Export Controls:

Issues Related to Commercial Communications Satellites

T-NSIAD-98-208: Published: Jun 10, 1998. Publicly Released: Jun 10, 1998.

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GAO discussed the military sensitivity of commercial communications satellites and the implications of the 1996 change in export licensing jurisdiction, focusing on: (1) key elements in the export control systems of the Departments of Commerce and State; (2) how export controls for commercial satellites have evolved over the years; (3) concerns and issues debated over the transfer of commercial communications satellites to the export licensing jurisdiction of Commerce; (4) safeguards that may be applied to commercial satellite exports; and (5) observations on the current export control system.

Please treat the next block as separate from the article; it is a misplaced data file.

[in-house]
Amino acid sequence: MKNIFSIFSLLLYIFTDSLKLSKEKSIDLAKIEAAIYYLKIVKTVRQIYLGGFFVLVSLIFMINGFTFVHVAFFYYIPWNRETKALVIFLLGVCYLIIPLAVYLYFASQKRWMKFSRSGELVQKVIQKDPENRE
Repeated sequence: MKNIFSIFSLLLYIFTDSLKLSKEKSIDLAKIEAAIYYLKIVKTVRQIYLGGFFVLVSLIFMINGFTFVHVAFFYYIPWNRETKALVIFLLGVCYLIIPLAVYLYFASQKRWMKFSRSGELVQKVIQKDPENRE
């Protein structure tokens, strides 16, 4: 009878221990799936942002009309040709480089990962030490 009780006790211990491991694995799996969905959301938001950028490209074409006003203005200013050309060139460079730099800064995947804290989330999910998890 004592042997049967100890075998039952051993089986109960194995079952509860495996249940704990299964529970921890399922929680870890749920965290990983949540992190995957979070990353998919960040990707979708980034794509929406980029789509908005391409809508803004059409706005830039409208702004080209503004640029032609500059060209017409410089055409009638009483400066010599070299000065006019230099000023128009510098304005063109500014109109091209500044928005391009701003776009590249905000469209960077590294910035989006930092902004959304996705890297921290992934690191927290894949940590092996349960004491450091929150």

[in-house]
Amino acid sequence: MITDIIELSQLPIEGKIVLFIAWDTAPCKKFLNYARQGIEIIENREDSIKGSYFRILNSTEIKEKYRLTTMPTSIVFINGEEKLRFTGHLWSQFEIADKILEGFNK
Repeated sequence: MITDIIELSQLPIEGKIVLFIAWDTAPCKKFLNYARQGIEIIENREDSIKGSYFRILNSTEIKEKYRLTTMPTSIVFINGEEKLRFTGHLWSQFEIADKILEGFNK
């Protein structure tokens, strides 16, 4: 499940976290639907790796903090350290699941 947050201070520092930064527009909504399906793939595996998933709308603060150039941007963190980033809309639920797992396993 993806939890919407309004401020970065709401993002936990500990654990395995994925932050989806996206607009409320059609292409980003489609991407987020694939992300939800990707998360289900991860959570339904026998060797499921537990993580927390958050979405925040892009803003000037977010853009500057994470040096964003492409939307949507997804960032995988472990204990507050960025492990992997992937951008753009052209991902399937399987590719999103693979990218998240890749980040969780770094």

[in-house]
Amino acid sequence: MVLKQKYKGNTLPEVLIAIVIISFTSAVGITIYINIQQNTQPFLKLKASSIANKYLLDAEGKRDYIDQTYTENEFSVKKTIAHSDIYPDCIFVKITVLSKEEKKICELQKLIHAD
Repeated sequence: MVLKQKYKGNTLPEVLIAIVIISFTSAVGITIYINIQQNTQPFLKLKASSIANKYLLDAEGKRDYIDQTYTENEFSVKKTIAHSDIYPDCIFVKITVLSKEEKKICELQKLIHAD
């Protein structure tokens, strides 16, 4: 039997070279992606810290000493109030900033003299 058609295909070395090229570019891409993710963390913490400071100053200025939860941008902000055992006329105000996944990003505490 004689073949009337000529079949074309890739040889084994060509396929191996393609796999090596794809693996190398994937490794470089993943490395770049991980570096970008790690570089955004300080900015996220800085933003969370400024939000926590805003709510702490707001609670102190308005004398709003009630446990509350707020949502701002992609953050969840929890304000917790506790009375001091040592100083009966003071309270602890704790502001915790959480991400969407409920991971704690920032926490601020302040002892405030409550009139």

GAO noted that: (1) the U.S. export control system--comprised of both the Commerce and State systems--is about managing risk; (2) exports to some countries involve less risk than to other countries and exports of some items involve less risk than others; (3) the planning of a satellite launch with technical discussions and exchanges of information taking place over several months, involves risk no matter which agency is the licensing authority; (4) recently, events have focused concern on the appropriateness of Commerce jurisdiction over communication satellites; (5) this is a difficult judgment; (6) by design, Commerce's system gives greater weight to economic and commercial concerns, implicitly accepting greater security risks; (7) by design, State's system gives primacy to national security and foreign policy concerns, lessening--but not eliminating--the risk of damage to U.S. national security interests; (8) the addition of new controls over satellites transferred to Commerce's jurisdiction in 1996 addressed some of the key areas where the Commerce procedures are less stringent than those of State; (9) there remain, however, differences in how the export of satellites is controlled under these new procedures; (10) Congress notification requirements no longer apply; (11) sanctions do not always apply to items under Commerce's jurisdiction; (12) the Department of Defense's power to influence the decisionmaking process has diminished since the transfer; (13) technical information may not be as clearly controlled under the Commerce system; and (14) the additional controls applied to the militarily sensitive commercial communications satellites transferred to Commerce's control in 1996 were not applied to the satellites transferred in 1993.

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